Francis Fukuyama’s The End of History has a very strange intellectual ancestry compared to the others of the modern conservative Big Four. Robert Nozick is a fairly straight analytic philosopher. Friedrich Hayek came from the Austrian School of economics. Rand had her bizarre flavour of intellectual anti-intellectualism.
As I think about it, intellectual anti-intellectualism is a very American type of idea.
But Fukuyama explicitly connects himself with the philosophy of Hegel, declaring one purpose of The End of History as rehabilitating Hegel for democratic theory. The main reason he says that mainstream democratic theorists had left Hegel behind was the influence of Karl Marx.
Fukuyama makes Hegel his ancestor through his belief in there being a clear direction of progress in human history, that humanity will (setbacks and stumbles aside) ultimately progress to a state of perfect freedom in society. Hegel saw this perfect freedom in the liberal state.
But Marx saw the liberal state riddled by class conflict: the people who owned the factories and other capital that produced goods were in tension with the people who didn’t. The owners were masters, and the ones who didn’t own these production engines were practically slaves. At the least, they weren’t free to determine their own destinies to any reasonable degree.
A society couldn’t sustain or create genuinely universal freedom when this class conflict remained. So only a classless society could sustain freedom. But every real-world attempt at creating a classless society ended up in dysfunctional, brutal authoritarianism or totalitarian police state nightmare.
So Fukuyama declares Marx wrong and Hegel right: The state of perfect, realized freedom is the liberal democracy with a capitalist economy. Liberal culture gives every individual her freedom, democracy empowers people over their government, and capitalism is economic freedom.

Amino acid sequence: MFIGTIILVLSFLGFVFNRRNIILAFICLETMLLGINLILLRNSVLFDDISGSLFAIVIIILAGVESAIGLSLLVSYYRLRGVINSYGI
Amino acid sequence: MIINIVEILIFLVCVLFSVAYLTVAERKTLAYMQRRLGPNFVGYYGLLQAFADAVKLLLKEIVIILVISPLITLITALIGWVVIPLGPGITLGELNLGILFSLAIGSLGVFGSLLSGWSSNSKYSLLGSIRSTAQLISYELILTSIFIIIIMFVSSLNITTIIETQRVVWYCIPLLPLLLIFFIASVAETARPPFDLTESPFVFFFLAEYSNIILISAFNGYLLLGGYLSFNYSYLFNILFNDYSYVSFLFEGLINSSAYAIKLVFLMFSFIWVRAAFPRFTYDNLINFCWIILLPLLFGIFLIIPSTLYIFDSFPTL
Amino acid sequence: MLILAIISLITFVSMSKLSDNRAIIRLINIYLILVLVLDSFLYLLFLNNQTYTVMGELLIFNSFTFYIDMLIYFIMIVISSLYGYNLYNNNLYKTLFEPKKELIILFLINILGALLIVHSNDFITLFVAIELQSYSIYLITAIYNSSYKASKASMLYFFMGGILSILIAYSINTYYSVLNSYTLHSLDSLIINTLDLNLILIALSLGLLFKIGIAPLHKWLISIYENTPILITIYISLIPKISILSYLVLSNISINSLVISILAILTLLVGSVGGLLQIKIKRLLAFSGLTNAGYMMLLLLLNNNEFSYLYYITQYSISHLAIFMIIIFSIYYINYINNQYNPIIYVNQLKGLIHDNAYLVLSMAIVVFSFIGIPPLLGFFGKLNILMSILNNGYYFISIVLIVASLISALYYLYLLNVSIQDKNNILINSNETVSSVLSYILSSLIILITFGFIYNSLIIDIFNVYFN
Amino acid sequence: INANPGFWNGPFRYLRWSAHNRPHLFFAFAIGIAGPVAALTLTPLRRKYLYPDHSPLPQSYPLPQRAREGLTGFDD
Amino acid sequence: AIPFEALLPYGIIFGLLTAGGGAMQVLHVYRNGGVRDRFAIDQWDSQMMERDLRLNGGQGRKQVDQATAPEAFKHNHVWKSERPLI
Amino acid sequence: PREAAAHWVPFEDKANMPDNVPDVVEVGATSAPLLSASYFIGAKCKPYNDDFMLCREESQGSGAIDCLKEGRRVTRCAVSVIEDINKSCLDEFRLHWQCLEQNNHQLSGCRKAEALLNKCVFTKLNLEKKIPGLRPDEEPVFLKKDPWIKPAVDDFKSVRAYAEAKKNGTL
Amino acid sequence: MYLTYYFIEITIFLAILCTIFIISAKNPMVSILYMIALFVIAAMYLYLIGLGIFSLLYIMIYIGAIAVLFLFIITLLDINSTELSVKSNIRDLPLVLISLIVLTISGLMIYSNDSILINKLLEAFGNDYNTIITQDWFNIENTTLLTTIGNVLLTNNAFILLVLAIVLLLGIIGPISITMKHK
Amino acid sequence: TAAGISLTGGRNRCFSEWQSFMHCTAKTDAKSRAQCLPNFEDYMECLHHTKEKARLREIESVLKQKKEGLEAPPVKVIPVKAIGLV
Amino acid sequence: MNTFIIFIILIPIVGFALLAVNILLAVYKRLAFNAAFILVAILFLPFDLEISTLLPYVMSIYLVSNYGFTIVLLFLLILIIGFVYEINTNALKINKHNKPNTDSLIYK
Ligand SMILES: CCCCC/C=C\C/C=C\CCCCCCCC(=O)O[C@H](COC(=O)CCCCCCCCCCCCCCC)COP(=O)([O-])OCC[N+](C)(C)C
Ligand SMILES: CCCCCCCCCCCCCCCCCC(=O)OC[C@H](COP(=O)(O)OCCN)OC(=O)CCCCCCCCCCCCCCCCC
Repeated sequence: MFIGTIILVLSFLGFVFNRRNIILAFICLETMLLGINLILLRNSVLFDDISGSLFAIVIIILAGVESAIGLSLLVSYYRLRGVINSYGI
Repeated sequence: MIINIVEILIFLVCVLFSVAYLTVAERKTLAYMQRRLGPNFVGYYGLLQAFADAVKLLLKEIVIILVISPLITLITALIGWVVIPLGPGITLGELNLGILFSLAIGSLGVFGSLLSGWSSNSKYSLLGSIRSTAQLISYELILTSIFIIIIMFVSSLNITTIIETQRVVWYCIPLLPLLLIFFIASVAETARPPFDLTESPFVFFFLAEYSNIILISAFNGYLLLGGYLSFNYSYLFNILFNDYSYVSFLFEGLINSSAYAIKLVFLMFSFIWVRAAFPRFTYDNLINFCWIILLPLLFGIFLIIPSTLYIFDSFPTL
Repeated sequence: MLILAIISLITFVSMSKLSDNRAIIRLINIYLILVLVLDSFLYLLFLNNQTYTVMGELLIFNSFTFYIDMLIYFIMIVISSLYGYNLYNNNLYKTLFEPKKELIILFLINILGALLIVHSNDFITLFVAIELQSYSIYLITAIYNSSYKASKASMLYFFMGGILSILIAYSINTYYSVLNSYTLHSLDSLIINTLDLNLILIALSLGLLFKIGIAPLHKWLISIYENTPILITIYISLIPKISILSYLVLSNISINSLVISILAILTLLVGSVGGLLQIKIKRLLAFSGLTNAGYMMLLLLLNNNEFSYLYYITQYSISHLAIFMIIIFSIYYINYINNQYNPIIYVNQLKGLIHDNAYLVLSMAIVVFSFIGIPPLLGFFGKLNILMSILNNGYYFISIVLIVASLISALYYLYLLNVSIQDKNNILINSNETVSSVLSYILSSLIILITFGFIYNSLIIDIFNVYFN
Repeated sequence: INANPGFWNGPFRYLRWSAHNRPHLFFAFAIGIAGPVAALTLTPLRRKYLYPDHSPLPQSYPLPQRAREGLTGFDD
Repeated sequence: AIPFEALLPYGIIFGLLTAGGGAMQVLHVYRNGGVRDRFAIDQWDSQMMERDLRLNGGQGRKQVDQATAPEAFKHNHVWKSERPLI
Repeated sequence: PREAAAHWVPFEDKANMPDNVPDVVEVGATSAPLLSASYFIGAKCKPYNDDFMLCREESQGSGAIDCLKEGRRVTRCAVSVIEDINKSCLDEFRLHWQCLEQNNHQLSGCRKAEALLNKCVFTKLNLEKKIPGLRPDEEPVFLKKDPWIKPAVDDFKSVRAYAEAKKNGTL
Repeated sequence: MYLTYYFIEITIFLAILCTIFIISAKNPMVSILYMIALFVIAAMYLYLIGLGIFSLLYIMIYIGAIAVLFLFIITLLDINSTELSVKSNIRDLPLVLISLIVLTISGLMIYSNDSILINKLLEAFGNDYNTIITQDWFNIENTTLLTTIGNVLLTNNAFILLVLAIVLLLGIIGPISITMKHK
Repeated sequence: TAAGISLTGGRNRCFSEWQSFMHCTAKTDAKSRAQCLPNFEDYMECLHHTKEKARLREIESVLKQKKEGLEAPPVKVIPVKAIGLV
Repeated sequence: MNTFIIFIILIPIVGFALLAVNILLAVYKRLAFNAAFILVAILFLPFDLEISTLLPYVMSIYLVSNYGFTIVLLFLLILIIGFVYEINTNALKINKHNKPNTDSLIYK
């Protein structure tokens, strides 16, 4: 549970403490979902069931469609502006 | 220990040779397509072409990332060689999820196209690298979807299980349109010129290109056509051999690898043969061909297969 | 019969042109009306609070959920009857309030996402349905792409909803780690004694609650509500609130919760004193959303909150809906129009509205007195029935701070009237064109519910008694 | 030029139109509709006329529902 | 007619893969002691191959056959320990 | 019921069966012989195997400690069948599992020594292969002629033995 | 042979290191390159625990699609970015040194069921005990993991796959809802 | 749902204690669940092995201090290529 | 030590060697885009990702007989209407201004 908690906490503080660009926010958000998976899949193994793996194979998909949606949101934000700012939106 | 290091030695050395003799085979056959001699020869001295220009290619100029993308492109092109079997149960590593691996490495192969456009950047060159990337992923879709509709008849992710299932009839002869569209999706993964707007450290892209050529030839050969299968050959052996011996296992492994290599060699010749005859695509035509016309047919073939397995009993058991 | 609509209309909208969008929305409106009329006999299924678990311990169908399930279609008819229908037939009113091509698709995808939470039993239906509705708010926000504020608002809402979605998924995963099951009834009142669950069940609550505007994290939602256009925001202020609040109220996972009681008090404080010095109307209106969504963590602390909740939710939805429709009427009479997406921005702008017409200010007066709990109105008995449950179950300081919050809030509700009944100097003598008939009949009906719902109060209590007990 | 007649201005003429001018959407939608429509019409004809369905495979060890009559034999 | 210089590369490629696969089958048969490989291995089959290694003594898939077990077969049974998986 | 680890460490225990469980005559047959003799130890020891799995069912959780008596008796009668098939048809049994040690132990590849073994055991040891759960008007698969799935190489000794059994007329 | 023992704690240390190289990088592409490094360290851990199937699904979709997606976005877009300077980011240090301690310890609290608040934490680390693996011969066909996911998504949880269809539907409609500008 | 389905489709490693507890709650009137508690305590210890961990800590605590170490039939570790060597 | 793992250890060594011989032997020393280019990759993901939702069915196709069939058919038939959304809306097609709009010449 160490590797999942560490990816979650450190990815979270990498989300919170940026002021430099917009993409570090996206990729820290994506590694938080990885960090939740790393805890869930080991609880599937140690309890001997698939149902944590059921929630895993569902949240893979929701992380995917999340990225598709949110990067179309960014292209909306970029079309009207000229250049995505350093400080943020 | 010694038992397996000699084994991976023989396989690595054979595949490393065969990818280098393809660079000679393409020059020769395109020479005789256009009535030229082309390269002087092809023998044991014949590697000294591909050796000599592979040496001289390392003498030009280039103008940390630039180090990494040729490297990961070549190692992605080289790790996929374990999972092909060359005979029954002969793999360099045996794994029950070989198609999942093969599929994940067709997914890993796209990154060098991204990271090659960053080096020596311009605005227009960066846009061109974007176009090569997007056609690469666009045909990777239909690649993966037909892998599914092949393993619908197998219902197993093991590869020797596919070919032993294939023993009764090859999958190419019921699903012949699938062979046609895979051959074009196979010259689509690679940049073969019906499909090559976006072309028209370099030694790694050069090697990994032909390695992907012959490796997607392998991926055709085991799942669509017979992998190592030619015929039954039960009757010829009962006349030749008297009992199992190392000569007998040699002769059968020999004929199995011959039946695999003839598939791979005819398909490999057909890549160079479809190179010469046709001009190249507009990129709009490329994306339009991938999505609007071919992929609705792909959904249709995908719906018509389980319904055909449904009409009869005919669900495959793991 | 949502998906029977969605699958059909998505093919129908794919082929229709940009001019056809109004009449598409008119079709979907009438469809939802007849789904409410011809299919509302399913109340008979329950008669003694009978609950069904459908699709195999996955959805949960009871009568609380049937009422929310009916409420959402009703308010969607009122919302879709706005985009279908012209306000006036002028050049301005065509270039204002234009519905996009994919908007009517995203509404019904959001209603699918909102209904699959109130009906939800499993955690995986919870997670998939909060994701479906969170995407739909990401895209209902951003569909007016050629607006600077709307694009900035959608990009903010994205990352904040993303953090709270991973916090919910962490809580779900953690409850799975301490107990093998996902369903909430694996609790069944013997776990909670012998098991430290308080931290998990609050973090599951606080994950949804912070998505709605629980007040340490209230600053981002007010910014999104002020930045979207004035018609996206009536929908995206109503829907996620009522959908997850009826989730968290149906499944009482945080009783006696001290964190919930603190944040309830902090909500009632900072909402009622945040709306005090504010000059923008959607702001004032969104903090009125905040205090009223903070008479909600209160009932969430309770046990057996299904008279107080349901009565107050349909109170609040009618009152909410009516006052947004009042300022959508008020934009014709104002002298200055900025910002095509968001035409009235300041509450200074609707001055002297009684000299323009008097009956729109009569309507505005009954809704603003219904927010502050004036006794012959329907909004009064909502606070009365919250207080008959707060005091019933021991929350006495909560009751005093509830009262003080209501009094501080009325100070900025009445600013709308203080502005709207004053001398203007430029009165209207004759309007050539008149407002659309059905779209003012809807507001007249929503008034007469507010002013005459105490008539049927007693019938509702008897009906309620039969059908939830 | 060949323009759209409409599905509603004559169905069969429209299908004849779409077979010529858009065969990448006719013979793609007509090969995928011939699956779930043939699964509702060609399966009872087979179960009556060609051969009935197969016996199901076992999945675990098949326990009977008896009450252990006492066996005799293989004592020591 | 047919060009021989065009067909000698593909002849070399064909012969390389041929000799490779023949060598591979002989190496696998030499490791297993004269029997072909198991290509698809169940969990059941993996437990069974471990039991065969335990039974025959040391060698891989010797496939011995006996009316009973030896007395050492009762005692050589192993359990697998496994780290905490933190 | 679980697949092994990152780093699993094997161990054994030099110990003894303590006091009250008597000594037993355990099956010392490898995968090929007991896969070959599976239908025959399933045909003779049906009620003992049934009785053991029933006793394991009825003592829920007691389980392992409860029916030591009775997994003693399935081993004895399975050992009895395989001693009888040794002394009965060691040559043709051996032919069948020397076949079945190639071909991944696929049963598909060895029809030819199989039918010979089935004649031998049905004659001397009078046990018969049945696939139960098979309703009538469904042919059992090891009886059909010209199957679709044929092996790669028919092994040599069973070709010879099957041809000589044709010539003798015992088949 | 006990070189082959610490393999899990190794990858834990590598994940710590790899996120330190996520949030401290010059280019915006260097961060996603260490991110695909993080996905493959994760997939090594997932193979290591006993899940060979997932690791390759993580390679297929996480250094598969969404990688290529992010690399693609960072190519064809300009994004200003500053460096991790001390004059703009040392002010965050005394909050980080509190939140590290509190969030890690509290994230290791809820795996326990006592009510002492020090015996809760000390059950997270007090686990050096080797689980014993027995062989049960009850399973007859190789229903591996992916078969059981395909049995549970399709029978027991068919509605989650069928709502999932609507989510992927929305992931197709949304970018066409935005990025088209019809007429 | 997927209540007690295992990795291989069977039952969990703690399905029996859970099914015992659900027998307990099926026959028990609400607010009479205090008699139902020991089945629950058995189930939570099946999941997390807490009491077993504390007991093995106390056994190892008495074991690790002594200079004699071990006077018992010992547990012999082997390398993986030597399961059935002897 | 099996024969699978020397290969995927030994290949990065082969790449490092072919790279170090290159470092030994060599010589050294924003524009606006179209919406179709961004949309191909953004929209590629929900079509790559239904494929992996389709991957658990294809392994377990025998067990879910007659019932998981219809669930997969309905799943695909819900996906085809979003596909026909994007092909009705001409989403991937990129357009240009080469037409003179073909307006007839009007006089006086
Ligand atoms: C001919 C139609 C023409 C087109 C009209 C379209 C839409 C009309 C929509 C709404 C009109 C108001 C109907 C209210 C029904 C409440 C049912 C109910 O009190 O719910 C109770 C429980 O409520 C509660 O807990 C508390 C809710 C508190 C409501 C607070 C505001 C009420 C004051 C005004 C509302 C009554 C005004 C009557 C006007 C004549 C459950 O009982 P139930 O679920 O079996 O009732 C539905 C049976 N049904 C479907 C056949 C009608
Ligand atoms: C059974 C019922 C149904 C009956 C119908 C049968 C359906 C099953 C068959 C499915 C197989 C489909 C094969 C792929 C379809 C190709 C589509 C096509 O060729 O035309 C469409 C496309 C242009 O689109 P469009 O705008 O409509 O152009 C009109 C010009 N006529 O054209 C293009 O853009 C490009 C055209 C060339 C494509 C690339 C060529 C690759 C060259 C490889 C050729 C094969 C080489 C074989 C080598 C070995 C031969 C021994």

The reason underlying why freedom is the highest state of humanity lies in a curious concept in the liberal tradition. I’ve touched on it when I discuss Luc Ferry's critique of romantic environmentalism in Ecology, Ethics, and the Future of Humanity.
It’s the idea that humans can become whatever they want. There's no permanent, essential human nature except that humans can change their essential nature. We can break from what’s come before and create a new way of life.
Now, in my own ecological philosophy that I lay out in that book, I make the case that humans aren’t special in this regard, because everything that exists can change what it essentially is. Humans aren't the only creatures that become, in a world where everything else eternally is. Everything changes.
Hegel was conceptually innovative because he first developed the most radical implication of humanity's power to change, to become. Historicism. The idea that humanity itself transformed through confronting cultural change and material problems. We were so free that we could transform simply with time and activity.
My issues with Hegel are over what's free and what activities are most important to transforming a species. Over what's free, Hegel says only humans; I say everything is free, to varying degrees that we can chart, depending on what's possible for a process or body as it currently exists.
Over the activity that spurs change, Hegel says it's contradiction, the collision of opposites. Societally, that's master and slave. Conceptually, it's the positive and empty dualism of how we think about the world. From being and nothing, up to the contradiction-less state of absolute knowledge. He thought mapping that process was what philosophy was.
I think the agent of change in the world is a process reacting or adapting to a new challenge in its circumstances. There's no negation, no opposition. Just different ways for different parts of the world to stumble into each other. Conceptually, we just figure out new ideas to make sense of the challenges and possible challenges we could face.
There’s no endpoint to that. No culminations. Just constantly trying to catch up to a world that always challenges you. The challenges aren't all potentially fatal, but some are, and those are pretty serious crises. So they require some creative thinking to find a way out of that mess. I think that conceptual creativity, the practically-minded art of thought, is what philosophy is.
That’s why, even though I work outside the academy, I still read, think about, and write philosophy. I apply it to my work in business and non-profits, as well as write my more creative works like this blog and my books. It’s the creativity to understand our challenges in the world, understand them, and adapt to deal with them.
The creativity to innovate new thoughts and ways of life. Hopefully, for the survival and prosperity of us all.